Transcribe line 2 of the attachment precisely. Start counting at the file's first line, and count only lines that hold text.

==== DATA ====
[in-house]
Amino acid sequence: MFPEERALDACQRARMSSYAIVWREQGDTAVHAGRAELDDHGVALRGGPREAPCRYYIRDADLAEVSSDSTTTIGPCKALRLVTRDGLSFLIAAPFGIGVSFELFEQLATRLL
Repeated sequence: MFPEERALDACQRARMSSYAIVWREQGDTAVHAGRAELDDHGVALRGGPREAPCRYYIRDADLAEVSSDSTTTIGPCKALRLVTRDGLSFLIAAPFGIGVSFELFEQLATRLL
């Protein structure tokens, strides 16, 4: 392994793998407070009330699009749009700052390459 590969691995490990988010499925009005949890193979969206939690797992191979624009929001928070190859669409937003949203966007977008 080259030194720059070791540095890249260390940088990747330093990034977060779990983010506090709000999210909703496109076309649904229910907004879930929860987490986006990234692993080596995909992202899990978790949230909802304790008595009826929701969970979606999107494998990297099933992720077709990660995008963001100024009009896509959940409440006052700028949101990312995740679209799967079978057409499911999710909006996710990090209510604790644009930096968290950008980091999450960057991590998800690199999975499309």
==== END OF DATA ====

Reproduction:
Amino acid sequence: MFPEERALDACQRARMSSYAIVWREQGDTAVHAGRAELDDHGVALRGGPREAPCRYYIRDADLAEVSSDSTTTIGPCKALRLVTRDGLSFLIAAPFGIGVSFELFEQLATRLL